Volunteers gather to search for Holly Bobo. Sunday, April 17, 2011
Sunday was day five in the search for Holly Bobo, 20.
PARSONS, Tenn.- Sunday, investigators may have a better sense of who is behind the disappearance of a missing college student from Decatur County.
Sunday was the Sabbath, but certainly no day of rest for the Bobo family or the volunteer searchers at the fair- grounds. Sunday was day five in the search, and this day saw the biggest turnout of volunteers in the ongoing search for a missing college co-ed: 1,432. Investigators are still calling their effort a rescue instead of a recovery. They say they have no evidence to believe the contrary at this point in the investigation.
"This is my sister, and like – Holly has a brother, too," explained Josh Ferrell, a volunteer searcher in from Hardin County. "And if it was my sister, that was out there…"
Ferrell and his sister, Holly, both showed up Saturday and Sunday to search the dense, Decatur County woods where Holly Bobo, 20, is believed to have been taken against her will. Bob vanished around 8:00 a.m. Wednesday as she left the house for nursing school. Family members have said she had an examination that morning, and would not have missed in on her own accord.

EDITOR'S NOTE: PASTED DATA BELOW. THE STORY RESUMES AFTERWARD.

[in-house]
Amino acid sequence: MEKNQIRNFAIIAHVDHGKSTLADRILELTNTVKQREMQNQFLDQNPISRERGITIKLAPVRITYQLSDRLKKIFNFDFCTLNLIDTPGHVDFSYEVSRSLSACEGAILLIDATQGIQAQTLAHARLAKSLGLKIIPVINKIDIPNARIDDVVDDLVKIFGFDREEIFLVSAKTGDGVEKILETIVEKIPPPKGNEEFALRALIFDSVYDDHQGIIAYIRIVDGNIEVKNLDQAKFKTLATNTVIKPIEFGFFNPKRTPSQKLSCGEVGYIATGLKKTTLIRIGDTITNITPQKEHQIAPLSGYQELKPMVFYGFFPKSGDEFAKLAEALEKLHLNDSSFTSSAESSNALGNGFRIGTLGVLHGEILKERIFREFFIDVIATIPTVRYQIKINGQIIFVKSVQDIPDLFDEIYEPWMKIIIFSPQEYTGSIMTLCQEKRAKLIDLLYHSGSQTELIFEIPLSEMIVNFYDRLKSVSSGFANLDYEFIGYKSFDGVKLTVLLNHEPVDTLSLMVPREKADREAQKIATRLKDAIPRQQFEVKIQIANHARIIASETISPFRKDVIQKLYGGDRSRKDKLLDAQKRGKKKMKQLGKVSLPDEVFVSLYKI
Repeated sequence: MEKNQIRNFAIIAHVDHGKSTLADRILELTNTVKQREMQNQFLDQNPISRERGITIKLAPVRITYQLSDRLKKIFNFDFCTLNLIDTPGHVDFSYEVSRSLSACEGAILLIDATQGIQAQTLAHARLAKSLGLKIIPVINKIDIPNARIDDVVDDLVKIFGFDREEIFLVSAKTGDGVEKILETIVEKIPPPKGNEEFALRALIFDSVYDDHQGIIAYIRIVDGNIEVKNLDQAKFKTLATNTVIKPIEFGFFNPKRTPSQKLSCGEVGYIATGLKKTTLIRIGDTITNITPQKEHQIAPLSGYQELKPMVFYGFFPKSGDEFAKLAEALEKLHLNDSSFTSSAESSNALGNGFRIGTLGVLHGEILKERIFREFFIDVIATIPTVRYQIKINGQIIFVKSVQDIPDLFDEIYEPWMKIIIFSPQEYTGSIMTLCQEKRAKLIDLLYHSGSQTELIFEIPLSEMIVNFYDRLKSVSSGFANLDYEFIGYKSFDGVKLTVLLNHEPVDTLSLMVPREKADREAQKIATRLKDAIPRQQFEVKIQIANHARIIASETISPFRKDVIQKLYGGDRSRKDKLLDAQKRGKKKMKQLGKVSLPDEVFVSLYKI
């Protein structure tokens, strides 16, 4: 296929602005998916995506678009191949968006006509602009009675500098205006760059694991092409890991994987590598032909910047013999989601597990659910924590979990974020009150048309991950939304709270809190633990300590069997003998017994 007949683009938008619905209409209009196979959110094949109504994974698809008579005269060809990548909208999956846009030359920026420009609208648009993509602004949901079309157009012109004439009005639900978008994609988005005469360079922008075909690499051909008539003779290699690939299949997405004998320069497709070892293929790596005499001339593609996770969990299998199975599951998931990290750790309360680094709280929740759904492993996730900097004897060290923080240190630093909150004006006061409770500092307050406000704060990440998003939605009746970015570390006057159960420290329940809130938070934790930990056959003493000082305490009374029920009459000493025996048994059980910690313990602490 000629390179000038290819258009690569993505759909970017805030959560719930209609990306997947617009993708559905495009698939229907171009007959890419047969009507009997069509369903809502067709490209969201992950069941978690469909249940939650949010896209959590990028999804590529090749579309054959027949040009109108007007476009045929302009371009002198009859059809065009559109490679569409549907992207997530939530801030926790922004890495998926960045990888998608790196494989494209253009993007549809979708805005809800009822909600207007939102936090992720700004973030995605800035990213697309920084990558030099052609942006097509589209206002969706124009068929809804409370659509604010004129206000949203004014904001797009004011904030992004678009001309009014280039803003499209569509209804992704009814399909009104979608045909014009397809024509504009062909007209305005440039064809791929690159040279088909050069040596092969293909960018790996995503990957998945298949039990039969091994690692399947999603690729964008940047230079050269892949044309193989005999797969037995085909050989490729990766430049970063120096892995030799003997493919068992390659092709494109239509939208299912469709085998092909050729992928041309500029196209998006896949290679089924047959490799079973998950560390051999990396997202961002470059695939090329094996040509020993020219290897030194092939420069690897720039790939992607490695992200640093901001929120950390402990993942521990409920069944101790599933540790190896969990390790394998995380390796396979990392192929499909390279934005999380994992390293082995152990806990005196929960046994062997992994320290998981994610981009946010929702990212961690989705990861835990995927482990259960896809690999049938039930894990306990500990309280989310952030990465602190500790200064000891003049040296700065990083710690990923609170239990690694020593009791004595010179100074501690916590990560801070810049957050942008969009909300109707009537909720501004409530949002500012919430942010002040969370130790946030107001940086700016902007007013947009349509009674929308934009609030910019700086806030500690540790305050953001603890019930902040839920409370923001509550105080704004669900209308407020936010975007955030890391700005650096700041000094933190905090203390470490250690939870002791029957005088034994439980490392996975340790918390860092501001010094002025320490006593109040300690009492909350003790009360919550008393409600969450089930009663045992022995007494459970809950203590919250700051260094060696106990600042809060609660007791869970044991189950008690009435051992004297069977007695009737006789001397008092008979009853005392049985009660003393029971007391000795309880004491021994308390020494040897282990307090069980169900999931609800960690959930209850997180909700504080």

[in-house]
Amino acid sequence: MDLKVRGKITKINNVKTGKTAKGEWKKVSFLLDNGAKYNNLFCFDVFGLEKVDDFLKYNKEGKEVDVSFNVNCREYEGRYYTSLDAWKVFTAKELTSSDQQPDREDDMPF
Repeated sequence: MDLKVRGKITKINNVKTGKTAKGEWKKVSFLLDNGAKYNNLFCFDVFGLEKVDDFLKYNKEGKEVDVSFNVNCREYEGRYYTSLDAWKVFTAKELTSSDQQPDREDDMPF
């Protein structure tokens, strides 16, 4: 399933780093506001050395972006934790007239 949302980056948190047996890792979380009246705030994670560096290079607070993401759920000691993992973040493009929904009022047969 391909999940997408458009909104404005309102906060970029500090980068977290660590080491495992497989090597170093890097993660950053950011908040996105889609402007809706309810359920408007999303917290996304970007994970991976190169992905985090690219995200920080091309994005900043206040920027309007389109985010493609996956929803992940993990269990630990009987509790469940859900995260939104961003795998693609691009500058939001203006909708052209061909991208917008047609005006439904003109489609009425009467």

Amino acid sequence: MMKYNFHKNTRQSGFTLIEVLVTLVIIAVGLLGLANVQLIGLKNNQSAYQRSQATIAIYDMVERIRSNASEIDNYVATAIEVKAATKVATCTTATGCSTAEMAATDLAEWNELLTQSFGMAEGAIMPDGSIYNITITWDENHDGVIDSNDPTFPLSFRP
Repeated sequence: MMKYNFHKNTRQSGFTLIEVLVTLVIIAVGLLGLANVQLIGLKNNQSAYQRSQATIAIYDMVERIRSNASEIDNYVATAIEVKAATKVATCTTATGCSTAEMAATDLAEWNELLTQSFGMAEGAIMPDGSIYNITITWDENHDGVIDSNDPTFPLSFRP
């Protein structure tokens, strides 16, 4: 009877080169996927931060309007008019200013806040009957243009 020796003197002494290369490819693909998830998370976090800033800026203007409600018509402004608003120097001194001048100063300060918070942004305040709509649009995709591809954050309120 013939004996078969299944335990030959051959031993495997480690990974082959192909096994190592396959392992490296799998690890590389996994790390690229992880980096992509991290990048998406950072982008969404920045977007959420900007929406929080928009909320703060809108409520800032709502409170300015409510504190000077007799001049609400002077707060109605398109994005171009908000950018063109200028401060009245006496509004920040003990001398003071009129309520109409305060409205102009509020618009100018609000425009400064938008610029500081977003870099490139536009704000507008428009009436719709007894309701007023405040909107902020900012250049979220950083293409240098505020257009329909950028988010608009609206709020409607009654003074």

But try as they might to do something, some volunteer searchers are finding this thick, rugged Tennessee terrain tough to navigate on foot.
"I'm a country girl," said Holly Ferrell. "I love the woods, but – I mean, it was thick, there was hills, we probably crossed four or five deep creeks."
The Bobo family did attend church at the Corinth Baptist Church in Decatur County. There they prayed for Holly's safe return and sang songs.
The Tennessee Bureau of Investigation is in charge of the case. Spokeswoman Kristin Helm confirmed over the weekend that blood, found at the crime scene, is still being DNA tested in Memphis to see whether it's that of Holly's.
While the TBI is grateful for the tremendous turn-out of volunteers, the agency is asking people to shift their focus and try to think of anyone who may have exhibited strange or erratic behavior.
"If somebody suddenly called in sick to work or missed an appointment Wednesday, Thursday, or Friday, that's important information we would want to know. If someone has suddenly begun cleaning up an ATV or a car, or reported a car stolen, or turned around a sold a vehicle, that's information we would want to know," Kristen Helm with the TBI explained. "If somebody is feeling very anxious, or acting suspicious, behaving abnormally, feeling a lot of anxiety. These are all things that would lead us to believe this person could be a suspect, maybe, maybe not."
Helm said investigators are also beginning to draft the profile of the man behind this suspected crime; that mystery man who, according to Holly Bobo's brother, the only eyewitness, took his sister by the hand into the dense woods Wednesday morning.
"We have reason to believe that the suspect is probably from this community," Helm told NewsChannel 5 on Sunday. "So, this is possibly somebody who knew her routine, knew what time she left for school."
Authorities continue to suspect foul play in the nursing student's disappearance. The community is offering a $25,000 reward.
Anyone with information regarding this case should call 1-800-TBI-FIND.